How Codependency Can Make You Sick

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I believe firmly that it is only a matter of time before codependency becomes a recognised disorder. As discussed many times by this author, I have been challenged on occasions to prove that codependency truly exists and is not just a symptom of another disorder. The many clients I have who show similar debilitating symptoms that are associated with enmeshment and the typical childhood scenario that fosters this are testimony to the devastating effects of codependency. The fact is that many, many people suffer from this thing called codependency or the “love addiction” and that cannot be disputed.

Far from being a symptom of another disorder, we can look at this issue from another angle. Many codependents will develop other issues as a direct result of their codependency. In the never ending quest for connection with a string of partners who are mostly emotionally distant, a myriad of other complaints can arise complicating the codependent issues they have.

Depression: Many codependents I treat have depression. The world is often a confusing place for them. A world where they do all they can to please with very little validation (one of the main issues of codependency is helping with expected return of validation). While it is not healthy at all to look outside of oneself for validation, codependents until treated effectively are on an endless quest for just that, mirroring the relationships they had as children with neglectful parents. This never-ending grind to obtain connection can be a frustrating experience often leading to a depressive state. This is often fuelled by typical self-talk. “What’s wrong with me?” “Why does this always happen to me?”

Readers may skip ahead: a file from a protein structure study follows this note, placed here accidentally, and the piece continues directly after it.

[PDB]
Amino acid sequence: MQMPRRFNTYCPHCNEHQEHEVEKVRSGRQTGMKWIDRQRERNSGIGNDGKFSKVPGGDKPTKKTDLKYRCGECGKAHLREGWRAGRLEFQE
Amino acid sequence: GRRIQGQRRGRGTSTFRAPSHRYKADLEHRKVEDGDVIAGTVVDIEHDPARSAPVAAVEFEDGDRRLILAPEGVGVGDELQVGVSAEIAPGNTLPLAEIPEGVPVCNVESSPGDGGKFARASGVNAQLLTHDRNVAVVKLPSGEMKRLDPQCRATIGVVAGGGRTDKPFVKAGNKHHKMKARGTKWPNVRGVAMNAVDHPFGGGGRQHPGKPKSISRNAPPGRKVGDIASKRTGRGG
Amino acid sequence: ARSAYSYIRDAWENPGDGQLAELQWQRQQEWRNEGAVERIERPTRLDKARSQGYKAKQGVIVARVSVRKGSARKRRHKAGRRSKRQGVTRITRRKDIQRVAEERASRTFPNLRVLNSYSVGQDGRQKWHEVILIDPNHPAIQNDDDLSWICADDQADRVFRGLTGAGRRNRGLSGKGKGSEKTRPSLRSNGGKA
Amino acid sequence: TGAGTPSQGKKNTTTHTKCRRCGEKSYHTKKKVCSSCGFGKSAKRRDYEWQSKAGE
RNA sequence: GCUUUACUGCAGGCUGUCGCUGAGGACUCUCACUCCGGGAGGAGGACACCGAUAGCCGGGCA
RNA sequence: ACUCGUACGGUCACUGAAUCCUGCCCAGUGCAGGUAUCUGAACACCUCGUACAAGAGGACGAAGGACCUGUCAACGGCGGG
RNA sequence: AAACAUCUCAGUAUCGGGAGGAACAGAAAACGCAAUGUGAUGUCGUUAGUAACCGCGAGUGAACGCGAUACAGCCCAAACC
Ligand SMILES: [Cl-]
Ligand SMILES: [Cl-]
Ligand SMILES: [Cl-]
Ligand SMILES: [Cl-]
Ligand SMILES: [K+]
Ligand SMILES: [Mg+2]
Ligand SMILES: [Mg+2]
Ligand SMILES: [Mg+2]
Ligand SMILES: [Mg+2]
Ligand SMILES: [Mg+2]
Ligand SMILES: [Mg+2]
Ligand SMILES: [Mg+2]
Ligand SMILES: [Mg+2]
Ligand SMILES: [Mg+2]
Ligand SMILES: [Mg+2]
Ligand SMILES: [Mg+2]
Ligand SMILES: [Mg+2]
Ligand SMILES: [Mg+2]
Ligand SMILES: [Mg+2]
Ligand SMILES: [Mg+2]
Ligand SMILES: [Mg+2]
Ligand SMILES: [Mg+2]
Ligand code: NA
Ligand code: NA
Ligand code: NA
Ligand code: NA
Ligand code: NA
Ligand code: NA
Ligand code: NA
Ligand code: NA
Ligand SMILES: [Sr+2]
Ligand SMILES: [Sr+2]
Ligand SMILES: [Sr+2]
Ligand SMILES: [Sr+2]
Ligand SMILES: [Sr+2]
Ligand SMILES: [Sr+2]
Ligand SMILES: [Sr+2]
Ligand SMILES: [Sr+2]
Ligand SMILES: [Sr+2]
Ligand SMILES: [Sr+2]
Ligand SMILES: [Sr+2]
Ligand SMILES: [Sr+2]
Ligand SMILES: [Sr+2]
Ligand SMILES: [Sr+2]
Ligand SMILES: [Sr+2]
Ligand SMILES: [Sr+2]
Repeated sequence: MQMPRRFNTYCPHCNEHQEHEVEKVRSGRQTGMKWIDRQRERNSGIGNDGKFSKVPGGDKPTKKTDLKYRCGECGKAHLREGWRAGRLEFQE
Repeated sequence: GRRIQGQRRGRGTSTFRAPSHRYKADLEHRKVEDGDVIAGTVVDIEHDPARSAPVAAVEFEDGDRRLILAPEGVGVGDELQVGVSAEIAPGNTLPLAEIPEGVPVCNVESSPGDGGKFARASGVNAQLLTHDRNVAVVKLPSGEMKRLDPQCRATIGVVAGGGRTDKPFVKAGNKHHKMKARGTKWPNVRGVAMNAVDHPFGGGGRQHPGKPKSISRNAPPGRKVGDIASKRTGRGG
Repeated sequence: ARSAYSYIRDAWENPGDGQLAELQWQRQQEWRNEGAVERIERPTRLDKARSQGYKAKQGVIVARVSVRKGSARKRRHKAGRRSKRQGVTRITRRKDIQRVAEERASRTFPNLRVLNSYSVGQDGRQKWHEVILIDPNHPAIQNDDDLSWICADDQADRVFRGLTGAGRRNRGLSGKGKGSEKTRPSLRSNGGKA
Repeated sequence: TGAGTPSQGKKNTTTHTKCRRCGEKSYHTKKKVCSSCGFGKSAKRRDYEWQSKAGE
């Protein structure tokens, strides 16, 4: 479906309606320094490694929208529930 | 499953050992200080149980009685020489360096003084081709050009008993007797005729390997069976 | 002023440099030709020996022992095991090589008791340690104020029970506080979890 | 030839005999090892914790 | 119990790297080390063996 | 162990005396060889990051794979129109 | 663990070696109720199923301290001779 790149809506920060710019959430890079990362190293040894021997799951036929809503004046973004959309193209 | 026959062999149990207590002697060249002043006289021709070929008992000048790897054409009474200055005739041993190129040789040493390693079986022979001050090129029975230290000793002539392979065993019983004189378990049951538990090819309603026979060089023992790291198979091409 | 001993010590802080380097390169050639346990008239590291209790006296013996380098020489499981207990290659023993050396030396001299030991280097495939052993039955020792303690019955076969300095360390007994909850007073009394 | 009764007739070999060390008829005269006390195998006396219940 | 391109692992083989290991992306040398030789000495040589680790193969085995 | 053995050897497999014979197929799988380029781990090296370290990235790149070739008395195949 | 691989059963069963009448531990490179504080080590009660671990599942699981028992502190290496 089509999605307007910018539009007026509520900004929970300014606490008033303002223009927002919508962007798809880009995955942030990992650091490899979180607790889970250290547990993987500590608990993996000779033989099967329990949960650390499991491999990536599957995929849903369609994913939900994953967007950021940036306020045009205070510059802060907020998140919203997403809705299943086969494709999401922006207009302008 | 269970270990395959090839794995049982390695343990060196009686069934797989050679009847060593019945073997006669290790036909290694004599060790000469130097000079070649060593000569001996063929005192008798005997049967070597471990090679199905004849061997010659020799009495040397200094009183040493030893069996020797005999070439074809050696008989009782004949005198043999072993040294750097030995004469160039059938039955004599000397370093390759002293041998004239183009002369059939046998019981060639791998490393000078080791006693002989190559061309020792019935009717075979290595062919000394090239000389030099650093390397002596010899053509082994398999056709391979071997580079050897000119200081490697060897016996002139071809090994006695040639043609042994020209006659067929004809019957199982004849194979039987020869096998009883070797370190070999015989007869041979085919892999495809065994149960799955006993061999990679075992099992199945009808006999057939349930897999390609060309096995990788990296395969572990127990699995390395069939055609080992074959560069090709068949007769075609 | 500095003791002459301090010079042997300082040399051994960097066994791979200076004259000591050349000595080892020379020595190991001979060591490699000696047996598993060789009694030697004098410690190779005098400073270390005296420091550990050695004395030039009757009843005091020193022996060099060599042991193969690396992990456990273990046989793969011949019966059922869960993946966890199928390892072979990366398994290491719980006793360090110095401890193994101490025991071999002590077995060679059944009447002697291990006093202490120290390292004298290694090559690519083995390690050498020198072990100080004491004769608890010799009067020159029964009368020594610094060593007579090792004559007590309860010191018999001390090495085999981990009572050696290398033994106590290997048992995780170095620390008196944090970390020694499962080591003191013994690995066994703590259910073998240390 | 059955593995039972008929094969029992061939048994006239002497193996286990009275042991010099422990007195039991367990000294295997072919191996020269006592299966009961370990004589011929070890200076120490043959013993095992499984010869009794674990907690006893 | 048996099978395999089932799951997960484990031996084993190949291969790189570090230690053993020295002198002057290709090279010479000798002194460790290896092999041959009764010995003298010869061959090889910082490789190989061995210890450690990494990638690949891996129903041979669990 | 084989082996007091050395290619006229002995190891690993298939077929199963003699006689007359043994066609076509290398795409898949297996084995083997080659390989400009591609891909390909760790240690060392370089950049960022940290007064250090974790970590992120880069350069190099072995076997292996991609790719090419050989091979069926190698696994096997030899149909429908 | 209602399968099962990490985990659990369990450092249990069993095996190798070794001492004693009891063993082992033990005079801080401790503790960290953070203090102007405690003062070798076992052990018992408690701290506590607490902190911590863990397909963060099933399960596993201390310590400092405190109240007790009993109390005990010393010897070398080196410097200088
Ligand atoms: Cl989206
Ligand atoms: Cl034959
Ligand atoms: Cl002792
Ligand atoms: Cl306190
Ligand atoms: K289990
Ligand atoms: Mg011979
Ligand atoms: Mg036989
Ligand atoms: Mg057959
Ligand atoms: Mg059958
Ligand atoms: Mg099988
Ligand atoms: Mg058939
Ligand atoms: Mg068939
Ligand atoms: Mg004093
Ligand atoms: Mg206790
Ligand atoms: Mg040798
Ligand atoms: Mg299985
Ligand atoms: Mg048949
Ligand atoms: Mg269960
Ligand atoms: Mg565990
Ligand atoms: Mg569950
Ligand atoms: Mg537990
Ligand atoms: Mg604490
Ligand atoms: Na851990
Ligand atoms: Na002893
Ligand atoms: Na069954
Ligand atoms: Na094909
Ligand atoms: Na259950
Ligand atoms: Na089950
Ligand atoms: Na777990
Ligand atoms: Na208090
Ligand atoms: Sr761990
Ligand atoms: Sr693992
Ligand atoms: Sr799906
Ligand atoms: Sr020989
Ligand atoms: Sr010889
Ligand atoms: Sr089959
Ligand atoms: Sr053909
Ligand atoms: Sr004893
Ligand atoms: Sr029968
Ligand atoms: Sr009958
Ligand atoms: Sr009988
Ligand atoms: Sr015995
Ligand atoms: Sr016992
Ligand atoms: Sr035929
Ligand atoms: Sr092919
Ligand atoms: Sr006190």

Anxiety. Anxiety is often present during a relationship with a narcissist and after. Codependents are very conscious of changes in their environment around their emotionally distant partner and anxiously look for change in moods, etc. This enables them to adapt their behaviour to these changes. The anxiety comes from the typical insecurity that codependents carry as a core wound which is often around abandonment issues. Anxiety after the relationship finishes is often centred around contact with the narcissist and the gaslighting that is often associated with their interaction, especially when children are involved.

Anger Issues. Codependents can be very angry people when they perceive failure in their attempts to fix others. Sometimes, this anger is internalised and exhibited in passive aggressiveness but often it externalised in rage and voice raising. This is due to the feeling that the sacrifice and giving is not having the desired effect or return. It is part of the drama triangle often associated with controlling codependency.

Fear. This plays a major factor in the way a codependent thinks. They often have a fear of being alone, abandoned, being intimate and being emotionally honest. This fear will keep them in a dysfunctional, often abusive relationship and they will avoid positive change.